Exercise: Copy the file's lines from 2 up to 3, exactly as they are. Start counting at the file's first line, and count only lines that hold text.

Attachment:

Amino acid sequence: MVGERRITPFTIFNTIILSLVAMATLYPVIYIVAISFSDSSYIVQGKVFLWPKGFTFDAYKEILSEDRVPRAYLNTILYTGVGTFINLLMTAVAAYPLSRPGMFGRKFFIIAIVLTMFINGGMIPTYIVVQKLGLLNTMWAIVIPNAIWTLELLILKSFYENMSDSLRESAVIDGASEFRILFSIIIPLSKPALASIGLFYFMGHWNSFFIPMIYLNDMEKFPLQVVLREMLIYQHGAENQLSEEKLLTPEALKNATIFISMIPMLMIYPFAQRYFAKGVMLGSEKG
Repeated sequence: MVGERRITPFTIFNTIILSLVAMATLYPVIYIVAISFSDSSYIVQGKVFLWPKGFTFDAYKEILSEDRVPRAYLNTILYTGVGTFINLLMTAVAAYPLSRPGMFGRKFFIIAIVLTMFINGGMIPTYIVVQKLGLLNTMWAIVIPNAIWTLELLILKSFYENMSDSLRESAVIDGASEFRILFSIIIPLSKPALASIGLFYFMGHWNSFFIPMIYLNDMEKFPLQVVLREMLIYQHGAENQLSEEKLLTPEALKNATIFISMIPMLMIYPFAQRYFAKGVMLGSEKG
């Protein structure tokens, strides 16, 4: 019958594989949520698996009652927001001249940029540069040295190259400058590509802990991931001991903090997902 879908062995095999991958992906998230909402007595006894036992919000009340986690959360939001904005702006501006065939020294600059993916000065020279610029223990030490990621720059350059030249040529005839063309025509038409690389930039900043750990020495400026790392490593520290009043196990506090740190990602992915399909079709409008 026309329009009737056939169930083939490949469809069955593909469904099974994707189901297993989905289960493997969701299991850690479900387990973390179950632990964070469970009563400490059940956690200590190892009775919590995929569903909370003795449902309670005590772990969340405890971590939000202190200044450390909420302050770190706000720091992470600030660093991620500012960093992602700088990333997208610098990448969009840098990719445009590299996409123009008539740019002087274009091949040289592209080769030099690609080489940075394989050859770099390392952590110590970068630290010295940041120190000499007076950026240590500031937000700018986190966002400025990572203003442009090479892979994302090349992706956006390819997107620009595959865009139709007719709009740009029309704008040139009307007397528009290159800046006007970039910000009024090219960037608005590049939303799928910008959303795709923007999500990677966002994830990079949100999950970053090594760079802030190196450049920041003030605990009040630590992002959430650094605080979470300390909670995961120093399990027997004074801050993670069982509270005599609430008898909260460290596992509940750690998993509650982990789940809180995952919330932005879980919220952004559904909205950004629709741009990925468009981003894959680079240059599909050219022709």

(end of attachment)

Repeated sequence: MVGERRITPFTIFNTIILSLVAMATLYPVIYIVAISFSDSSYIVQGKVFLWPKGFTFDAYKEILSEDRVPRAYLNTILYTGVGTFINLLMTAVAAYPLSRPGMFGRKFFIIAIVLTMFINGGMIPTYIVVQKLGLLNTMWAIVIPNAIWTLELLILKSFYENMSDSLRESAVIDGASEFRILFSIIIPLSKPALASIGLFYFMGHWNSFFIPMIYLNDMEKFPLQVVLREMLIYQHGAENQLSEEKLLTPEALKNATIFISMIPMLMIYPFAQRYFAKGVMLGSEKG
């Protein structure tokens, strides 16, 4: 019958594989949520698996009652927001001249940029540069040295190259400058590509802990991931001991903090997902 879908062995095999991958992906998230909402007595006894036992919000009340986690959360939001904005702006501006065939020294600059993916000065020279610029223990030490990621720059350059030249040529005839063309025509038409690389930039900043750990020495400026790392490593520290009043196990506090740190990602992915399909079709409008 026309329009009737056939169930083939490949469809069955593909469904099974994707189901297993989905289960493997969701299991850690479900387990973390179950632990964070469970009563400490059940956690200590190892009775919590995929569903909370003795449902309670005590772990969340405890971590939000202190200044450390909420302050770190706000720091992470600030660093991620500012960093992602700088990333997208610098990448969009840098990719445009590299996409123009008539740019002087274009091949040289592209080769030099690609080489940075394989050859770099390392952590110590970068630290010295940041120190000499007076950026240590500031937000700018986190966002400025990572203003442009090479892979994302090349992706956006390819997107620009595959865009139709007719709009740009029309704008040139009307007397528009290159800046006007970039910000009024090219960037608005590049939303799928910008959303795709923007999500990677966002994830990079949100999950970053090594760079802030190196450049920041003030605990009040630590992002959430650094605080979470300390909670995961120093399990027997004074801050993670069982509270005599609430008898909260460290596992509940750690998993509650982990789940809180995952919330932005879980919220952004559904909205950004629709741009990925468009981003894959680079240059599909050219022709």